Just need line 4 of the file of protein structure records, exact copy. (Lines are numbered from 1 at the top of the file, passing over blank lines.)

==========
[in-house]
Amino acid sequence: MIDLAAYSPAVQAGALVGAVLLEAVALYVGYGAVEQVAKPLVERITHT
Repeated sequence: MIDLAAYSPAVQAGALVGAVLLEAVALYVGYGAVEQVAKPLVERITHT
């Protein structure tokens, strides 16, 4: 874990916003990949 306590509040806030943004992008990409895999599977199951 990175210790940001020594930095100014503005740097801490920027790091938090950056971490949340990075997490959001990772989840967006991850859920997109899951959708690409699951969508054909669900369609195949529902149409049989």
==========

């Protein structure tokens, strides 16, 4: 874990916003990949 306590509040806030943004992008990409895999599977199951 990175210790940001020594930095100014503005740097801490920027790091938090950056971490949340990075997490959001990772989840967006991850859920997109899951959708690409699951969508054909669900369609195949529902149409049989």